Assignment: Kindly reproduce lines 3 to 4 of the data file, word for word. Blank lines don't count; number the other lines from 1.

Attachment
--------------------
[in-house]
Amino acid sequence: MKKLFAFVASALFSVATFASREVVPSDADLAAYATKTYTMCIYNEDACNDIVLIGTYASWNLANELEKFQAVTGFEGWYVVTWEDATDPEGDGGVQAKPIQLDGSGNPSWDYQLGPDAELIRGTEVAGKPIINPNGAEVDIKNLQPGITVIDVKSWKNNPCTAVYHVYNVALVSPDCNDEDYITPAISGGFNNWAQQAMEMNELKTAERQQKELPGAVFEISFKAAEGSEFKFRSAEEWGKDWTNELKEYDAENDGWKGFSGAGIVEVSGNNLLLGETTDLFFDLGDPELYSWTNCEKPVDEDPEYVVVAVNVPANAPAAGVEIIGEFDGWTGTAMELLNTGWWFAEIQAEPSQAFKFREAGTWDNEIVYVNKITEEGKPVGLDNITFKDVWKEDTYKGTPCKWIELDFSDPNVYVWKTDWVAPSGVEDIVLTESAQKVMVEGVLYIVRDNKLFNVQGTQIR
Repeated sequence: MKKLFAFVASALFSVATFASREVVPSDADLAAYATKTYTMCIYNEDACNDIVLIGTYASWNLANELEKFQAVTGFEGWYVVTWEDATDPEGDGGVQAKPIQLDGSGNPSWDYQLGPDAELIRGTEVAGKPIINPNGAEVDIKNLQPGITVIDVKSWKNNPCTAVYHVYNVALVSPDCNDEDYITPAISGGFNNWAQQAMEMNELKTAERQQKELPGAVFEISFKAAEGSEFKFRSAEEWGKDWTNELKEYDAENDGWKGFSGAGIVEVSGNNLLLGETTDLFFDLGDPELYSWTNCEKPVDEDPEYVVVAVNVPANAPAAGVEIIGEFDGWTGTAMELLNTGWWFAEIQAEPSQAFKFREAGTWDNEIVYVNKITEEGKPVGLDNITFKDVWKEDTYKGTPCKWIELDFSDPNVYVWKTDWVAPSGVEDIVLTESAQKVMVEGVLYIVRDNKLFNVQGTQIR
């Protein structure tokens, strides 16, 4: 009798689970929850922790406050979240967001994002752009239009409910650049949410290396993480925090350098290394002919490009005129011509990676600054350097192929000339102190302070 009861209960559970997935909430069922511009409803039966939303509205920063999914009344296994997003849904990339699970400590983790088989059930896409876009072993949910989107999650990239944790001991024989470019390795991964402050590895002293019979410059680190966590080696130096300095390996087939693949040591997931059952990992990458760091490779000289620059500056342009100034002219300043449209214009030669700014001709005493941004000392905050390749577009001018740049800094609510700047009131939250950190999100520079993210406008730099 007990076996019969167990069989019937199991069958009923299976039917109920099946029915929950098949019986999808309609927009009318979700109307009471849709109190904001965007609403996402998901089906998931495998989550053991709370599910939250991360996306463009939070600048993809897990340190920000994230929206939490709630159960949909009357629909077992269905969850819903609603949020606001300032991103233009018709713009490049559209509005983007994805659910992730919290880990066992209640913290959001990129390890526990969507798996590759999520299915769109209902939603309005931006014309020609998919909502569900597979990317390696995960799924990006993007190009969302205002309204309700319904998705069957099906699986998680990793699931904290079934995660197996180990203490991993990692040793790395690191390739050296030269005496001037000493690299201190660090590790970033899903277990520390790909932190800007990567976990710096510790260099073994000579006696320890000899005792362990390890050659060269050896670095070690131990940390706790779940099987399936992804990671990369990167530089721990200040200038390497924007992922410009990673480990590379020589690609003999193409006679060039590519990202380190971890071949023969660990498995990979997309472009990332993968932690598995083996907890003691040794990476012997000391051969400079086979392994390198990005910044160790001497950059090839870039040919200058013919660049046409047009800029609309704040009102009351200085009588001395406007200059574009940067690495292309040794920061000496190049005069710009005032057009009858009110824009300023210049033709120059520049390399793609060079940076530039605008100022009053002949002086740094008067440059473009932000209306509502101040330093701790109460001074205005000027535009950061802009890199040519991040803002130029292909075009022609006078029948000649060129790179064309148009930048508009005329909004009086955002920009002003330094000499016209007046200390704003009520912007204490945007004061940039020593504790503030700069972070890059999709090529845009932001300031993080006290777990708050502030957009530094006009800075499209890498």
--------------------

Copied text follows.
Repeated sequence: MKKLFAFVASALFSVATFASREVVPSDADLAAYATKTYTMCIYNEDACNDIVLIGTYASWNLANELEKFQAVTGFEGWYVVTWEDATDPEGDGGVQAKPIQLDGSGNPSWDYQLGPDAELIRGTEVAGKPIINPNGAEVDIKNLQPGITVIDVKSWKNNPCTAVYHVYNVALVSPDCNDEDYITPAISGGFNNWAQQAMEMNELKTAERQQKELPGAVFEISFKAAEGSEFKFRSAEEWGKDWTNELKEYDAENDGWKGFSGAGIVEVSGNNLLLGETTDLFFDLGDPELYSWTNCEKPVDEDPEYVVVAVNVPANAPAAGVEIIGEFDGWTGTAMELLNTGWWFAEIQAEPSQAFKFREAGTWDNEIVYVNKITEEGKPVGLDNITFKDVWKEDTYKGTPCKWIELDFSDPNVYVWKTDWVAPSGVEDIVLTESAQKVMVEGVLYIVRDNKLFNVQGTQIR
């Protein structure tokens, strides 16, 4: 009798689970929850922790406050979240967001994002752009239009409910650049949410290396993480925090350098290394002919490009005129011509990676600054350097192929000339102190302070 009861209960559970997935909430069922511009409803039966939303509205920063999914009344296994997003849904990339699970400590983790088989059930896409876009072993949910989107999650990239944790001991024989470019390795991964402050590895002293019979410059680190966590080696130096300095390996087939693949040591997931059952990992990458760091490779000289620059500056342009100034002219300043449209214009030669700014001709005493941004000392905050390749577009001018740049800094609510700047009131939250950190999100520079993210406008730099 007990076996019969167990069989019937199991069958009923299976039917109920099946029915929950098949019986999808309609927009009318979700109307009471849709109190904001965007609403996402998901089906998931495998989550053991709370599910939250991360996306463009939070600048993809897990340190920000994230929206939490709630159960949909009357629909077992269905969850819903609603949020606001300032991103233009018709713009490049559209509005983007994805659910992730919290880990066992209640913290959001990129390890526990969507798996590759999520299915769109209902939603309005931006014309020609998919909502569900597979990317390696995960799924990006993007190009969302205002309204309700319904998705069957099906699986998680990793699931904290079934995660197996180990203490991993990692040793790395690191390739050296030269005496001037000493690299201190660090590790970033899903277990520390790909932190800007990567976990710096510790260099073994000579006696320890000899005792362990390890050659060269050896670095070690131990940390706790779940099987399936992804990671990369990167530089721990200040200038390497924007992922410009990673480990590379020589690609003999193409006679060039590519990202380190971890071949023969660990498995990979997309472009990332993968932690598995083996907890003691040794990476012997000391051969400079086979392994390198990005910044160790001497950059090839870039040919200058013919660049046409047009800029609309704040009102009351200085009588001395406007200059574009940067690495292309040794920061000496190049005069710009005032057009009858009110824009300023210049033709120059520049390399793609060079940076530039605008100022009053002949002086740094008067440059473009932000209306509502101040330093701790109460001074205005000027535009950061802009890199040519991040803002130029292909075009022609006078029948000649060129790179064309148009930048508009005329909004009086955002920009002003330094000499016209007046200390704003009520912007204490945007004061940039020593504790503030700069972070890059999709090529845009932001300031993080006290777990708050502030957009530094006009800075499209890498």